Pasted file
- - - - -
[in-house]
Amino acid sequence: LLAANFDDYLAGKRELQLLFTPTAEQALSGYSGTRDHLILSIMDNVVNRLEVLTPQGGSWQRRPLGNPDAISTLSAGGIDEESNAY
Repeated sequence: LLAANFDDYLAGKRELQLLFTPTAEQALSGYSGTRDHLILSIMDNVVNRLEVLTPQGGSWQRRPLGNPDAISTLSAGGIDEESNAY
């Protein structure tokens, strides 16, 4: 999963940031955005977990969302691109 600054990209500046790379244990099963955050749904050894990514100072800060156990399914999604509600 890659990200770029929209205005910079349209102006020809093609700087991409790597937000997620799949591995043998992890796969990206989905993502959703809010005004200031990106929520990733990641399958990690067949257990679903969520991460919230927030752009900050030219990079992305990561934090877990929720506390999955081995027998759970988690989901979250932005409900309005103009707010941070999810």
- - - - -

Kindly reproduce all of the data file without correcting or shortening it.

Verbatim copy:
[in-house]
Amino acid sequence: LLAANFDDYLAGKRELQLLFTPTAEQALSGYSGTRDHLILSIMDNVVNRLEVLTPQGGSWQRRPLGNPDAISTLSAGGIDEESNAY
Repeated sequence: LLAANFDDYLAGKRELQLLFTPTAEQALSGYSGTRDHLILSIMDNVVNRLEVLTPQGGSWQRRPLGNPDAISTLSAGGIDEESNAY
């Protein structure tokens, strides 16, 4: 999963940031955005977990969302691109 600054990209500046790379244990099963955050749904050894990514100072800060156990399914999604509600 890659990200770029929209205005910079349209102006020809093609700087991409790597937000997620799949591995043998992890796969990206989905993502959703809010005004200031990106929520990733990641399958990690067949257990679903969520991460919230927030752009900050030219990079992305990561934090877990929720506390999955081995027998759970988690989901979250932005409900309005103009707010941070999810």